dealing-with-emotions

B. tools for dealing with emotions and deescalating methods

As I explained in the introduction of 1.1. feelings often don’t get enough time and space within meetings and are often treated as being unrelevant for “objective” discussions and constructive organisation of processes.

But if we don’t create an adequate space to communicate about emotions, conflicts may start to dominate the rest of the conversations. So we should create spaces in within our communication structure, where feelings will be heard. If there is not enough time in within the meetings for organisational tasks to meet the emotional needs of people, then create own meetings for all interested people, if necessary. (see A.6)

*B.1. dealing with emotions in meetings

B.1.1. introduction round

A very basic thing in group communication, and often forgot anyhow, are introduction flashlights. I was in many meetings, where people who did not know each other did not get the chance to introduce themselves or to say what they wish and expect from the meeting, and why they were there. I just nhever felt welcome in those meetings. And if that happens in bigger groups usually I don’t say anything for the rest of the meeting, having the feeling that they all knew each other and I’d be the only stranger.

I think it is very important to have an introduction round, where people have time to say who they are, and maybe why they are in that meeting – even if there is only one unknown face. It helps to integrate people and creates an atmosphere of more intimacy and better understanding.

If the group is too big, you could also split it into smaller groups and change one or two times. In worst case not everyone knows everyone else, but then still it is better when everyone knows a bit about some people.

There is one good trick about rememembering names: ask people to tell their name, then tell something about themselves, and then say their name again in the end. If people hear the name a second time, and connected with some information about the person, it will stay in their minds more easily.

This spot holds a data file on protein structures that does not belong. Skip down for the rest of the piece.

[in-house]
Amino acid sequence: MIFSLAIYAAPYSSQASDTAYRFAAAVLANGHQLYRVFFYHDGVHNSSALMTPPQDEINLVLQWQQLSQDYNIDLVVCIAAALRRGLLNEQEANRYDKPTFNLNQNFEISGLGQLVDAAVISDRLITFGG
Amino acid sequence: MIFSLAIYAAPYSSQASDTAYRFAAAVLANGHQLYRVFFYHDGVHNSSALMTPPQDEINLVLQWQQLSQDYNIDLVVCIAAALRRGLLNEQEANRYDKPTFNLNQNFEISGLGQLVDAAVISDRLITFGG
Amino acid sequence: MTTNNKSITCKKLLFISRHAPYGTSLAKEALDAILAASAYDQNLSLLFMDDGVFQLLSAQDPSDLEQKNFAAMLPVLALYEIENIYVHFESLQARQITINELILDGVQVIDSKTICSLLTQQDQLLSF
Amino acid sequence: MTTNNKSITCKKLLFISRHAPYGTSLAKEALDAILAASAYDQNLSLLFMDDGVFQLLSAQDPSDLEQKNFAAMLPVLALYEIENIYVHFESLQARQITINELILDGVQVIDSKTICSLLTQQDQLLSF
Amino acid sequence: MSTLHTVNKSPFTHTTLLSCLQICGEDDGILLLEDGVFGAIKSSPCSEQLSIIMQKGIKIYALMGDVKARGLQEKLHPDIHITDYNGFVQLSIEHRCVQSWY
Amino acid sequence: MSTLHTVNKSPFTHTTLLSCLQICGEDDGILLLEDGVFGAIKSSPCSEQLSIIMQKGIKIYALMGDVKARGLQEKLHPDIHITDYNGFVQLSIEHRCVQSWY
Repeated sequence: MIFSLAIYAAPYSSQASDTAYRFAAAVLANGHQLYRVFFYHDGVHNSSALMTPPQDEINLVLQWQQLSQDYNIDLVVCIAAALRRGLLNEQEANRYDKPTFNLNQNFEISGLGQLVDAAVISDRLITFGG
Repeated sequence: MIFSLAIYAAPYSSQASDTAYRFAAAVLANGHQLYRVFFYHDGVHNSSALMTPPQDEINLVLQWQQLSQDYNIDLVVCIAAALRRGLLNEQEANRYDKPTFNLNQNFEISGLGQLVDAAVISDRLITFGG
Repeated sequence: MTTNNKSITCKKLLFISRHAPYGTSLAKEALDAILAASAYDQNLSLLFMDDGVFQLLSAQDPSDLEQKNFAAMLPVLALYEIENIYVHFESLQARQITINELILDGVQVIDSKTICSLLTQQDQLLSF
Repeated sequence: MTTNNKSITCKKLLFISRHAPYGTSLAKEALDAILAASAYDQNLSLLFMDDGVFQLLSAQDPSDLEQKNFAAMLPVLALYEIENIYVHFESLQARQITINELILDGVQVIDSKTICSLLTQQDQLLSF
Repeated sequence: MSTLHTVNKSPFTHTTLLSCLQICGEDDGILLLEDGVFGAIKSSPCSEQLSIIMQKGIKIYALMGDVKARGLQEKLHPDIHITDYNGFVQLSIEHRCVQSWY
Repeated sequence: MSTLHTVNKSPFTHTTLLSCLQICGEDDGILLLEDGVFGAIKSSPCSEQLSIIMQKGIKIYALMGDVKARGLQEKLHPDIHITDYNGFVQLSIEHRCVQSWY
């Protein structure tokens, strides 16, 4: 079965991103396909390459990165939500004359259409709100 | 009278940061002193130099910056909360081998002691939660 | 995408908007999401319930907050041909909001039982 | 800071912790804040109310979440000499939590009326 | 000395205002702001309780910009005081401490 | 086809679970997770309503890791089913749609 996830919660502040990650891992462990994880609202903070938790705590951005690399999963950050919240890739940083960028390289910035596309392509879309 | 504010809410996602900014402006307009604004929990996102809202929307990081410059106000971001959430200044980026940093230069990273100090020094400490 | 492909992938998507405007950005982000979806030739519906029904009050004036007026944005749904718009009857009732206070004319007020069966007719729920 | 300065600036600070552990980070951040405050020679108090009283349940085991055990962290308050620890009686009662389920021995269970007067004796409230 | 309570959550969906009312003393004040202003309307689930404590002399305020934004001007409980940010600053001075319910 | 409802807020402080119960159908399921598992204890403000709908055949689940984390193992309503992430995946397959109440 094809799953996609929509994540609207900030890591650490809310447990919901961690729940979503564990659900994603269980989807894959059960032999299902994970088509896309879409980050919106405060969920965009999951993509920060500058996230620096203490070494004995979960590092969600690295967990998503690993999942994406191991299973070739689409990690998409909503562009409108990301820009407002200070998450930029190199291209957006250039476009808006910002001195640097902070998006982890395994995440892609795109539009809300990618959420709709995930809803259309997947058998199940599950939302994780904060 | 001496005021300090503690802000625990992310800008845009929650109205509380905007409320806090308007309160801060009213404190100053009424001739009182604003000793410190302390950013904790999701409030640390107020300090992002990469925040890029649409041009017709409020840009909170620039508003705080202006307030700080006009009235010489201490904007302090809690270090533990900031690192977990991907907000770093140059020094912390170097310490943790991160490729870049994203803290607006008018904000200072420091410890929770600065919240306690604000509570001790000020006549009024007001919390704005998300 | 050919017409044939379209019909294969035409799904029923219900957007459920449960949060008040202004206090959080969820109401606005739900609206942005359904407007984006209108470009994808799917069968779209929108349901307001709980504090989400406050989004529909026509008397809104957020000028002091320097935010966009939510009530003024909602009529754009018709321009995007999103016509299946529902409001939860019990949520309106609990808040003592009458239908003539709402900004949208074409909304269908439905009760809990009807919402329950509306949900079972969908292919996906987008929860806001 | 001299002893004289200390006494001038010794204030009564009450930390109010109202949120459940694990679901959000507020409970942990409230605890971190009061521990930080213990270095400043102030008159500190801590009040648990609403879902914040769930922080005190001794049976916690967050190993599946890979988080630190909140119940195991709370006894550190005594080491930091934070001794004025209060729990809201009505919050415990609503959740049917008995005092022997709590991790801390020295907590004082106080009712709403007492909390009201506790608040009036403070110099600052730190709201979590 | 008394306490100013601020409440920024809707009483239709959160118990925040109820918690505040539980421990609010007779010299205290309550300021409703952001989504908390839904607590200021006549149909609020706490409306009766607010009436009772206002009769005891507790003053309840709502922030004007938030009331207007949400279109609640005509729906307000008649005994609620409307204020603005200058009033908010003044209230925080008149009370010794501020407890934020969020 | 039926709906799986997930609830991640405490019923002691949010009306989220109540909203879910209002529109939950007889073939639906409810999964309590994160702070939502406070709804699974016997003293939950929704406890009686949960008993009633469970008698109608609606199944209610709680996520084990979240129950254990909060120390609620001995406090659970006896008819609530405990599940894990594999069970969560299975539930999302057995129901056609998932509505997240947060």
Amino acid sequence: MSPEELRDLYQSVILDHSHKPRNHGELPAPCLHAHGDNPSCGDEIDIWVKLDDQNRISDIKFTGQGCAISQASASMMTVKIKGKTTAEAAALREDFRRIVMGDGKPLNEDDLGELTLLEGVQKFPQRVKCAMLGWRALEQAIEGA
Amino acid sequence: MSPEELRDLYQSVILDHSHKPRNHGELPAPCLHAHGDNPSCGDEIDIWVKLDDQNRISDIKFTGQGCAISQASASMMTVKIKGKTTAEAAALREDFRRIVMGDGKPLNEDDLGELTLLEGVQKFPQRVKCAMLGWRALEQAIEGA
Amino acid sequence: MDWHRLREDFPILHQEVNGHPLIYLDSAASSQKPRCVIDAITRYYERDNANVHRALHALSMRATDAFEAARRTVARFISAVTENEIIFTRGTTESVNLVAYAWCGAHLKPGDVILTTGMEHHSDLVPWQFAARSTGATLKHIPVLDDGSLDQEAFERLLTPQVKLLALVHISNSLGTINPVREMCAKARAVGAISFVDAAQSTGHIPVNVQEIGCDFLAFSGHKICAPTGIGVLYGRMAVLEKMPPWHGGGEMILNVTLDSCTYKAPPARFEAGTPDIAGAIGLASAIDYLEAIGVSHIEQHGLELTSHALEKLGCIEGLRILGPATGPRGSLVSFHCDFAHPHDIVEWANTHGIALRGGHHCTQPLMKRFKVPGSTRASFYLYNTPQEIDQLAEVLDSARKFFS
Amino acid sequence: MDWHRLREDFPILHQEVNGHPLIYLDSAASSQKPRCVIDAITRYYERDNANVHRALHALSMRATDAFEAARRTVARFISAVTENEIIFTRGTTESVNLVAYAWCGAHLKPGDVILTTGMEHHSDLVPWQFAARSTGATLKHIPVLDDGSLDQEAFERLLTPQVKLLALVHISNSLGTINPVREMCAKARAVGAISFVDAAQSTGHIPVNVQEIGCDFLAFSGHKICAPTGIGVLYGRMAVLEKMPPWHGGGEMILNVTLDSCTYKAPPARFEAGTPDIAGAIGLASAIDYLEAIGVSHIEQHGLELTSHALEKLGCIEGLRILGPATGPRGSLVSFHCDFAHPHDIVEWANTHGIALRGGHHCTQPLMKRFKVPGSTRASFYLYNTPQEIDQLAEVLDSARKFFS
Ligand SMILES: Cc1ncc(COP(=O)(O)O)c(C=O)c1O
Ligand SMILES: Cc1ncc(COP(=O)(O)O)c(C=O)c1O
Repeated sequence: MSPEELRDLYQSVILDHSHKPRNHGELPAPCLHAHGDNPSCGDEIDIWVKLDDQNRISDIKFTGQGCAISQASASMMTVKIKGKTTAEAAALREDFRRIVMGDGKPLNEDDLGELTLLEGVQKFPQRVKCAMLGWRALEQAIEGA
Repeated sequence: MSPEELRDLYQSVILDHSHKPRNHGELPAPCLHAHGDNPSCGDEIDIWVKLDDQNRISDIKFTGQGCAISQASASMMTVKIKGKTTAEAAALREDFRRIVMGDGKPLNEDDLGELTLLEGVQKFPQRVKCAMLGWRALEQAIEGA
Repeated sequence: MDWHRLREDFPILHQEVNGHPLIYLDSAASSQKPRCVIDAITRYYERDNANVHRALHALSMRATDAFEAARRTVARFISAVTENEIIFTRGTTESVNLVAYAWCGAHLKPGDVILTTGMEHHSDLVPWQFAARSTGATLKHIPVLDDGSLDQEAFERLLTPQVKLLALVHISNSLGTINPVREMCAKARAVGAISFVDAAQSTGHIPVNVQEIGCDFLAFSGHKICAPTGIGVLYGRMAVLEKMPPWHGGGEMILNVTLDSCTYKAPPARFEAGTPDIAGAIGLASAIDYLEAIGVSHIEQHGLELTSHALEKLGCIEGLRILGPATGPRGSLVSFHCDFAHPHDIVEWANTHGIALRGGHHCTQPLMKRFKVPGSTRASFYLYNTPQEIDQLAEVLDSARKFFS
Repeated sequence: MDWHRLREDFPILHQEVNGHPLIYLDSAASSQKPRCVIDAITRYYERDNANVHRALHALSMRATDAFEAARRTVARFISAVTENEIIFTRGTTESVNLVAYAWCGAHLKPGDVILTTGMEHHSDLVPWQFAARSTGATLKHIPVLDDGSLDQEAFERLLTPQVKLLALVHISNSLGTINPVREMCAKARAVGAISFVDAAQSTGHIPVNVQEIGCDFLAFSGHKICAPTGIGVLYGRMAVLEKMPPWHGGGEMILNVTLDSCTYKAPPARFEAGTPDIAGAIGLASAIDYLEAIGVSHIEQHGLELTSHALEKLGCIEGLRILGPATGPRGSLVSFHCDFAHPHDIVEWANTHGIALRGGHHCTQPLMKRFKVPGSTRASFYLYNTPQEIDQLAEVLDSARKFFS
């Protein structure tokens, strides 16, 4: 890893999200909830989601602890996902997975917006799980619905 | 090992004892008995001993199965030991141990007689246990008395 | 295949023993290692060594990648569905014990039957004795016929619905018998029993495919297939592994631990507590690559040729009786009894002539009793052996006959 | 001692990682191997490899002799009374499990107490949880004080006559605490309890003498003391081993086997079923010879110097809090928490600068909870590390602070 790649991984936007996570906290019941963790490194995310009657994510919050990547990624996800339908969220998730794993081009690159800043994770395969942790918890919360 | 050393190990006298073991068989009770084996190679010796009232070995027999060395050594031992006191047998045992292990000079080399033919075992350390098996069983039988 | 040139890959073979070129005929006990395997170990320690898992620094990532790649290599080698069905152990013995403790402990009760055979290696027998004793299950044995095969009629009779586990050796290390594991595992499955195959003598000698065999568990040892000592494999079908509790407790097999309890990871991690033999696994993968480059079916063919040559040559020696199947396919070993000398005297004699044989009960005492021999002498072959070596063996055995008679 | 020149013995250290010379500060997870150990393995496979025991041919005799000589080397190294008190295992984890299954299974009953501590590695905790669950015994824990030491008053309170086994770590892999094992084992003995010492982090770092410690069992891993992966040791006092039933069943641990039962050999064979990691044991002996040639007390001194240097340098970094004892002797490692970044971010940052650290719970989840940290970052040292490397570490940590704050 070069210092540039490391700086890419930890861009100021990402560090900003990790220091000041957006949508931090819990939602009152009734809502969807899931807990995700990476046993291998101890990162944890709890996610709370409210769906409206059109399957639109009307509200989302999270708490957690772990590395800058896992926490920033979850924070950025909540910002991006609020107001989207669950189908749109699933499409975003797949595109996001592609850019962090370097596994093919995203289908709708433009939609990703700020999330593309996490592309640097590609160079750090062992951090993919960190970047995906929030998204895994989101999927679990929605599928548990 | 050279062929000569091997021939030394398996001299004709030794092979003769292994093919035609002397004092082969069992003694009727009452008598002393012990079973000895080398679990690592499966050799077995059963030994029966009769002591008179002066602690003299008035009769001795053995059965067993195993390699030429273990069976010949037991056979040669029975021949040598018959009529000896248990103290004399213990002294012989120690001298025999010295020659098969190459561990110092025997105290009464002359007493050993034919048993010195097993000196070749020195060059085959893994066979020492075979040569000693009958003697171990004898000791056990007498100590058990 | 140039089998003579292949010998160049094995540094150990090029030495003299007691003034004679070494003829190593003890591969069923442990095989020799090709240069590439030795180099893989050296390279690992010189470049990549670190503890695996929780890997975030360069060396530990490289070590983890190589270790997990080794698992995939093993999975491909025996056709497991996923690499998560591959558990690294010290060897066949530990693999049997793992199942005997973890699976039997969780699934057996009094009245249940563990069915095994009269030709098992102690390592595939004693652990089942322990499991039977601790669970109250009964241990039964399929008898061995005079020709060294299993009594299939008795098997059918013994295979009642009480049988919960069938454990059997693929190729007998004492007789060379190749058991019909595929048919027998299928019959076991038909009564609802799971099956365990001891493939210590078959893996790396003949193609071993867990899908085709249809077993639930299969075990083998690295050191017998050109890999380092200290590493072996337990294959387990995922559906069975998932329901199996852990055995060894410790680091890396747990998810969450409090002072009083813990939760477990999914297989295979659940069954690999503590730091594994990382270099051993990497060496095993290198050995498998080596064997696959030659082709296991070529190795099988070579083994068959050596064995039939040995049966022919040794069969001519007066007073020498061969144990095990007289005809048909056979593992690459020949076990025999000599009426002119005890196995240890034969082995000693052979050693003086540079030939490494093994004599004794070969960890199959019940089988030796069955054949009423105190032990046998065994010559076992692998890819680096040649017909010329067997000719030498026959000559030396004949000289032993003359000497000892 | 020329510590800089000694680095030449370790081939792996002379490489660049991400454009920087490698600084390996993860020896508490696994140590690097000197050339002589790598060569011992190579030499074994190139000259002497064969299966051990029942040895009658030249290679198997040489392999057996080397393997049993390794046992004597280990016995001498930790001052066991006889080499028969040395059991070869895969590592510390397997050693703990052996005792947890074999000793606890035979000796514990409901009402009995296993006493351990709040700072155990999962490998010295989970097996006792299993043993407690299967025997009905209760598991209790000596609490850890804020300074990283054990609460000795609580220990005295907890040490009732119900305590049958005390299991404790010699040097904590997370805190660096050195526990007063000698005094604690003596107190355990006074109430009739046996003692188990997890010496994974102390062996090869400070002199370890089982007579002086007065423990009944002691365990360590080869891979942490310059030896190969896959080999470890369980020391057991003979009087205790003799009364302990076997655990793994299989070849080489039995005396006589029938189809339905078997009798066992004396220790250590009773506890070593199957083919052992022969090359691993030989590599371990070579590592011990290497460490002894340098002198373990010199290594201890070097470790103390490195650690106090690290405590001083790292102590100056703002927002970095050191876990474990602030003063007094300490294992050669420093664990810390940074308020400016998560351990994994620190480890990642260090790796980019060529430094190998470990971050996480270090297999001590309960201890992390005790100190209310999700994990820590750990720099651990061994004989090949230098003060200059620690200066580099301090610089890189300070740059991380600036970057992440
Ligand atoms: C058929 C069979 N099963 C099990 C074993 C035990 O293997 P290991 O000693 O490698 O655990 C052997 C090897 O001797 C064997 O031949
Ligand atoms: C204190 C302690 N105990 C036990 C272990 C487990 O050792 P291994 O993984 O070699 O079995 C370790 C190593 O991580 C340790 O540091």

B.1.2. emo flashlight rounds

Can help a lot in groups that know each other well, to not mix up feelings and opinions on topics later on. If someone sais in the beginning of a meeting that (s)he is in a bad mood/tired/… it will be easier for others to understand how the person is reacting in discussions and conversations. E.g. maybe the person does not dislike an idea as much as it seems, but it just sounds like it as (s)he is talking wih a voice more annoyed than usually cause (s)he has pain (or …). If necessary it can also be a good chance to find somebody good-mooded to do the moderation.

It is important that people trust each other enough to be honest about how they feel.If the group does not know each other well the emo flashlight can be combined with the introduction round and people don’t have to say as much.

You have to experiment with this method carefully, because some people really cannot deal with it. Make sure people understand what the method is good for, which is: to understand how the general mood is and how to treat single persons while the meeting. If necessary tell them that it is not the right time to tell about all their pains, angers and depressions. Otherwise the rest of the meeting might be pretty weird.

If there is serious conflict potential, you will have to see if you are cancelling the rest of the agenda for solving this conflict (which you should only do if there is people who are good in mediating conflicts), or find another time and place to talk about this and just go to your meeting as usual.

B.1.3. positioning game